Einstein, Albert (1879–1955)
Albert Einstein was a German-born theoretical physicist whose name is most commonly associated with the theory of relativity, although he won the 1921 Nobel Prize in Physics principally for his work on the photoelectric effect (see also Einstein and the photoelectric effect). Albert Einstein is widely regarded, along with Isaac Newton, to be one of the greatest physicists who ever lived.
Einstein was a major player in the two fields that revolutionized physics in the first part of the 20th century: relativity theory and quantum mechanics. In his annus mirabilis of 1905, he published four papers on topics of immense significance: the photoelectric effect, the special theory of relativity, the nature of Brownian motion, and the equivalence of matter and energy (including his famous mass-energy relationship, E = mc2). A decade later, he extended the principle of relativity to included nonuniform (accelerated) motion in his general theory of relativity, thereby creating a new theory of gravity.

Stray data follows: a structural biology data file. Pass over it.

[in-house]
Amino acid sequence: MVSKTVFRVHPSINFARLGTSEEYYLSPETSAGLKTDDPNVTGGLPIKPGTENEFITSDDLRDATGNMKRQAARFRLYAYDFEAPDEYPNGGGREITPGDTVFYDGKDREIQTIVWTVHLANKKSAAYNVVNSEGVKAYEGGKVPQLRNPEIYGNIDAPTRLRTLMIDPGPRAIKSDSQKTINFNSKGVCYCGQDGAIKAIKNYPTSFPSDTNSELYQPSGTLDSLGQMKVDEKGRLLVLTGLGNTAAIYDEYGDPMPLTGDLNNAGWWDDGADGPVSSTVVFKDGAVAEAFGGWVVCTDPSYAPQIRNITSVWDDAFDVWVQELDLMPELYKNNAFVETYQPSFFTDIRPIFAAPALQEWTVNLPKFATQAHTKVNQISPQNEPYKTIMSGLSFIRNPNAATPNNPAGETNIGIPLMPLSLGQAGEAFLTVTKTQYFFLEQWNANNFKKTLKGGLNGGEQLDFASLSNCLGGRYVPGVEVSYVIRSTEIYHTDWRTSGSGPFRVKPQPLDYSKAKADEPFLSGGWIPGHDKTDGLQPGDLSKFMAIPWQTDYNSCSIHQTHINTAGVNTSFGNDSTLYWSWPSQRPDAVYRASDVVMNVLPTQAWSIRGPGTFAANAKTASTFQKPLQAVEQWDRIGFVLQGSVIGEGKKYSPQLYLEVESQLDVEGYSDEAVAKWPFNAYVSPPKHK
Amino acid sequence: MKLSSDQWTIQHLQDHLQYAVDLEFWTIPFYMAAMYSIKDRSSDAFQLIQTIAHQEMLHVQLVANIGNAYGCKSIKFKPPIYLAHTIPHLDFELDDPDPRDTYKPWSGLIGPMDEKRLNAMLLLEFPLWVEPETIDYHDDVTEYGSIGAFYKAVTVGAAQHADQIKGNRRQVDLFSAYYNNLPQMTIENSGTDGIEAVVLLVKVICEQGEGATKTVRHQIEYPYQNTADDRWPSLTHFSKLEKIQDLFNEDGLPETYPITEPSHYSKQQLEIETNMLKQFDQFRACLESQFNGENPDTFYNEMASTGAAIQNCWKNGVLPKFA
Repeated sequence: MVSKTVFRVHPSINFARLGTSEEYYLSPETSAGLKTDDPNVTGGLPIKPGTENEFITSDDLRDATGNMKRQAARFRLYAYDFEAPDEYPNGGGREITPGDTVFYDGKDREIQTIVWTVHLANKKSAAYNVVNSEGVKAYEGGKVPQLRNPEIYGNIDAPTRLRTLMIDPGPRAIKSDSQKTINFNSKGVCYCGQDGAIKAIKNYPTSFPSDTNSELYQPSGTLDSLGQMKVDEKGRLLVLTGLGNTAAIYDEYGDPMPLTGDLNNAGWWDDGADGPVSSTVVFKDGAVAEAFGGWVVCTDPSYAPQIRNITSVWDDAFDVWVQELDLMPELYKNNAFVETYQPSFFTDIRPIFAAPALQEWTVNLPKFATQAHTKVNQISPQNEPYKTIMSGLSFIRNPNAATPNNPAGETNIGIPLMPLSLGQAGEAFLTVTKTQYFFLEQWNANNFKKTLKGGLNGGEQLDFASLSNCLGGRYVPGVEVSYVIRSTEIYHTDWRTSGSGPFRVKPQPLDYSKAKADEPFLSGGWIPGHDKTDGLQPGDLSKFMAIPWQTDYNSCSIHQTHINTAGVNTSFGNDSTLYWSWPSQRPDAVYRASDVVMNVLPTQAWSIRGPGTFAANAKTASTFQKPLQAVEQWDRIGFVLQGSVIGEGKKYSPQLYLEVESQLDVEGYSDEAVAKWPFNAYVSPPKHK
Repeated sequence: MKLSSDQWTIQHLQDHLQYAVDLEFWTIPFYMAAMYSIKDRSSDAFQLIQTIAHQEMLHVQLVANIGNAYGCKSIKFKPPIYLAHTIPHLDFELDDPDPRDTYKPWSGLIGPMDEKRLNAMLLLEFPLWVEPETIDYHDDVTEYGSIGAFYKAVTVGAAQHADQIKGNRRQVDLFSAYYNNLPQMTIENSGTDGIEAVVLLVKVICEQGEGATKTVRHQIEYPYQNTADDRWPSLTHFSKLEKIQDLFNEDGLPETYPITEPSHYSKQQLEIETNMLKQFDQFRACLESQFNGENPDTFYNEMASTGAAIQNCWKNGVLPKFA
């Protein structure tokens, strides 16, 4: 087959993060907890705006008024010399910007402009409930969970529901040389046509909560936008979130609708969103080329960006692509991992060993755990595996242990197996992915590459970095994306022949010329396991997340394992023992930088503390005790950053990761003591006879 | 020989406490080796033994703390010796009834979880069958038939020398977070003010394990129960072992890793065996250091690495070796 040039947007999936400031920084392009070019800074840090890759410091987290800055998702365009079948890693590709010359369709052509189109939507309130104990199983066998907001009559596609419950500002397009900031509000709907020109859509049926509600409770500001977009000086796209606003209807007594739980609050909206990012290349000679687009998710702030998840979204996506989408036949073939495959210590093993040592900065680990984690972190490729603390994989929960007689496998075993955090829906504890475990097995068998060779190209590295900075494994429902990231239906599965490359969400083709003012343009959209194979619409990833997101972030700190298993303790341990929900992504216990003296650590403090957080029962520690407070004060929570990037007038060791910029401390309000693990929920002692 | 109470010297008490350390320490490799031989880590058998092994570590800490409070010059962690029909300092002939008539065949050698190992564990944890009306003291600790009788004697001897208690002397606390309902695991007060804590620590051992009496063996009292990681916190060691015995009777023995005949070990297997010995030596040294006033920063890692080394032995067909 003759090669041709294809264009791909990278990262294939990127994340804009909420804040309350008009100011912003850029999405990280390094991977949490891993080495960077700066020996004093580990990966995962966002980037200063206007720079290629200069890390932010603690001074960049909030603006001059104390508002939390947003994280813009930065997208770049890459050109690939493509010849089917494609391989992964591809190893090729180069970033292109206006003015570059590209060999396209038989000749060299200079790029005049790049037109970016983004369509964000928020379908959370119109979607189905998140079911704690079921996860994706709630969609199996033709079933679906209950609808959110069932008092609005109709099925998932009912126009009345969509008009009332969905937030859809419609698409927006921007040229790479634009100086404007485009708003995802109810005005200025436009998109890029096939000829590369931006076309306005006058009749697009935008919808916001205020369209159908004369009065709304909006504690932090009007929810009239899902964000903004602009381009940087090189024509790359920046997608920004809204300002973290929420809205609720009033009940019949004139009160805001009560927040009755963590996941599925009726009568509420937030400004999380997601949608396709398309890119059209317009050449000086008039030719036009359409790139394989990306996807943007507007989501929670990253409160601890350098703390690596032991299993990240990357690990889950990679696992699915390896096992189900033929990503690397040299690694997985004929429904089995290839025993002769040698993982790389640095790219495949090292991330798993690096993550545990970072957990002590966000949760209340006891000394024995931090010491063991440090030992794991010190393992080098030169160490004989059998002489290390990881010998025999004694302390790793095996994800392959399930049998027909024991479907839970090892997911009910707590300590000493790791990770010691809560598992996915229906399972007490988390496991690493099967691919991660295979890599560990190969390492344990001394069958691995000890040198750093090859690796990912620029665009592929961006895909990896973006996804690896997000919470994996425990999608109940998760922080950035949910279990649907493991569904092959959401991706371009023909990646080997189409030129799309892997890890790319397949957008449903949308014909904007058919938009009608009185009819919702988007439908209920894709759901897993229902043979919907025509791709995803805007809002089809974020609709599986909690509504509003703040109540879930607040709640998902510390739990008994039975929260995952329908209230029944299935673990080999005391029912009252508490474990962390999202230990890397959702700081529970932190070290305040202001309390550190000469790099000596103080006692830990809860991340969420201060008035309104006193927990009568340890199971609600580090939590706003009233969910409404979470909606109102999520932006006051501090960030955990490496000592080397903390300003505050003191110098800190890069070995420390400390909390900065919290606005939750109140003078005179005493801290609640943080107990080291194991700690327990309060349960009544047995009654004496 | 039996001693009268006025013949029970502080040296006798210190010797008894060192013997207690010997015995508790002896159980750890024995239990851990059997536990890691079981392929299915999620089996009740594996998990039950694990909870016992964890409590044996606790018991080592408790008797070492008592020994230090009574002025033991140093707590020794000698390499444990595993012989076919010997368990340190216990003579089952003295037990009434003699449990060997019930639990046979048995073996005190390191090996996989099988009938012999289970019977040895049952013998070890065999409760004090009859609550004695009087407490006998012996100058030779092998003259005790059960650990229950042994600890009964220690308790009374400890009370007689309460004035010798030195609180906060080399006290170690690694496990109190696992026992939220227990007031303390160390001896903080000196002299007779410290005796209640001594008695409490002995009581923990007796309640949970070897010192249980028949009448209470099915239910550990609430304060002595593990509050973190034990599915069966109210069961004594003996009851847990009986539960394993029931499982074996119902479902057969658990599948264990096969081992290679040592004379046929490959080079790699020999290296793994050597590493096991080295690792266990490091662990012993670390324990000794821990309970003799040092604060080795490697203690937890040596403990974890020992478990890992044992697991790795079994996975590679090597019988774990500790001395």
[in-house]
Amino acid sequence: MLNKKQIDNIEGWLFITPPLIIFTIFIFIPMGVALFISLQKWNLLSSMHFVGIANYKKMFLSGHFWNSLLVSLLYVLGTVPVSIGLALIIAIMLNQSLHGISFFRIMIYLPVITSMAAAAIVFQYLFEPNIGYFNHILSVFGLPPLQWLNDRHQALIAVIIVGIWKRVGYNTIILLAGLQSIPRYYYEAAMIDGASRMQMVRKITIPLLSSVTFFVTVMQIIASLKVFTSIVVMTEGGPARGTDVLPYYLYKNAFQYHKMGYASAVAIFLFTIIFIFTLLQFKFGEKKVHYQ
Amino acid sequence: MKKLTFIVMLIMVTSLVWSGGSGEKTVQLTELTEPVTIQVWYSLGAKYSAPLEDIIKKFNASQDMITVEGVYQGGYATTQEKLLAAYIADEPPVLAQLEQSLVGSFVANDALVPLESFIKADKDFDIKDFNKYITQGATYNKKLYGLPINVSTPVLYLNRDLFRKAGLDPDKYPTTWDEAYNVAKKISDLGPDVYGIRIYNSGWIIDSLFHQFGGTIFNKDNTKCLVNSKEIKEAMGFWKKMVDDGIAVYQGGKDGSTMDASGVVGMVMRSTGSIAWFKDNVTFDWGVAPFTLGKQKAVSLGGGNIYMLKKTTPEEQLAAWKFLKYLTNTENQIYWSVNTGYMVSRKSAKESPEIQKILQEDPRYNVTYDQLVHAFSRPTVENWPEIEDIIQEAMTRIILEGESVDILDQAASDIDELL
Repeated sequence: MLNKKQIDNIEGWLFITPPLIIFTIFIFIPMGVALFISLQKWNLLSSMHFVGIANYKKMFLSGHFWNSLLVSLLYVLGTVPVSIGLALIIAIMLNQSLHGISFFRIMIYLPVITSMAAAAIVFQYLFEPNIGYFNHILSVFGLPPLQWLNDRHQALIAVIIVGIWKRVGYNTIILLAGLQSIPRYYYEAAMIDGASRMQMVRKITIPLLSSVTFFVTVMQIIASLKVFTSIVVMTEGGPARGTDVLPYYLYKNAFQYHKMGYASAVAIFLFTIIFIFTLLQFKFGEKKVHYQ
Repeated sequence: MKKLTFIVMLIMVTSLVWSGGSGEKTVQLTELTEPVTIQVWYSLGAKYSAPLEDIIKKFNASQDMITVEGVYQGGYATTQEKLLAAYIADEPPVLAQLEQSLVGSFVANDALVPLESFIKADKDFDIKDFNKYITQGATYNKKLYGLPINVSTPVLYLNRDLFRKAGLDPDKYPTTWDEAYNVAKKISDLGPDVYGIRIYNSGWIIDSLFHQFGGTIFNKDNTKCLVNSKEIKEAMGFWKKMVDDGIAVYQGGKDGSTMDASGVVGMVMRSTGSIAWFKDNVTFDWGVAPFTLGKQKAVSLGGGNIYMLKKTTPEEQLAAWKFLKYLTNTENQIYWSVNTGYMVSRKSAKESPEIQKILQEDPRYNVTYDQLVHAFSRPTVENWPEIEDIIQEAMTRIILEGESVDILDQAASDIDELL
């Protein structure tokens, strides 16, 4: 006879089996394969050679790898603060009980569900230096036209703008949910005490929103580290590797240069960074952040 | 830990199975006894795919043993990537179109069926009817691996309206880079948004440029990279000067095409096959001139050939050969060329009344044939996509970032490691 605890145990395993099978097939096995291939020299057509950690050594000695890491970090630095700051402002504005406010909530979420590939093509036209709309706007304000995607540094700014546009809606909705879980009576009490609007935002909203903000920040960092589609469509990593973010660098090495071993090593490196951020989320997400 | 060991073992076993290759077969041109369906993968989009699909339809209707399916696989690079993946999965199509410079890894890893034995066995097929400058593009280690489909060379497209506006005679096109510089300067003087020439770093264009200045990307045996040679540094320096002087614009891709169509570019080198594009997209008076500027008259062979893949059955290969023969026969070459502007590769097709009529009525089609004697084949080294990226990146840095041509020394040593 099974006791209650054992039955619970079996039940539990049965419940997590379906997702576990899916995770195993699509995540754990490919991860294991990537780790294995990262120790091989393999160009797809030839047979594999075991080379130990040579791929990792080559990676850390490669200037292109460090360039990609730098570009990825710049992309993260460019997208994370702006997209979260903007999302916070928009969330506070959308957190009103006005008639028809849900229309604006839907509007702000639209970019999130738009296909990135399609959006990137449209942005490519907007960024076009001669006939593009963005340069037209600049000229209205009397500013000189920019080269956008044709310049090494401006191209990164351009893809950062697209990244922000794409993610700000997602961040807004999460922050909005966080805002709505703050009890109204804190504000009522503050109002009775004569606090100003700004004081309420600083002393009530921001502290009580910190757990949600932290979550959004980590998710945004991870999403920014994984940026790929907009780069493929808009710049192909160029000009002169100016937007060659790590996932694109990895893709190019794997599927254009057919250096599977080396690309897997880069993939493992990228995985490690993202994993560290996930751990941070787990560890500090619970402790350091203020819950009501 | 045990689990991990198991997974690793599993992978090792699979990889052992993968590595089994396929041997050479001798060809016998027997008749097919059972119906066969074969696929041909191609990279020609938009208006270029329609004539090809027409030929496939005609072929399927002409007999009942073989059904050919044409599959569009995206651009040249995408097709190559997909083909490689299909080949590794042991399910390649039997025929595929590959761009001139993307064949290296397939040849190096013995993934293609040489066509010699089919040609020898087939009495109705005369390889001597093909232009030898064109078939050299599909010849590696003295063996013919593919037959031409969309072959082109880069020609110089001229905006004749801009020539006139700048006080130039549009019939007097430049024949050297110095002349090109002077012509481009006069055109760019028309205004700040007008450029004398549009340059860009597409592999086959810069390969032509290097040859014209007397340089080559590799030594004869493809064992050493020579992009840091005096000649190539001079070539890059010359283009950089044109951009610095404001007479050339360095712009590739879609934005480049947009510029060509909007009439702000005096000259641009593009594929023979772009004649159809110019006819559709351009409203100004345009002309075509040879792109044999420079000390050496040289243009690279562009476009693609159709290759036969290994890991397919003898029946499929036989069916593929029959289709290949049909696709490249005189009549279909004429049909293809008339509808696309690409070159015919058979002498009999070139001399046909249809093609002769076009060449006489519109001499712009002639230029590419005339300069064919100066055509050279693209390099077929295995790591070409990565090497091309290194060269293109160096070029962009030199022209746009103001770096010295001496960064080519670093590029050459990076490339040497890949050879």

Einstein also made important contributions to cosmology, classical problems of statistical mechanics and their application to quantum theory, the theory of atomic transition probabilities, the quantum theory of a monatomic gas, thermal properties of light with low radiation density (which laid the foundation for the photon theory), a theory of radiation including stimulated emission, and the conception of a unified field theory.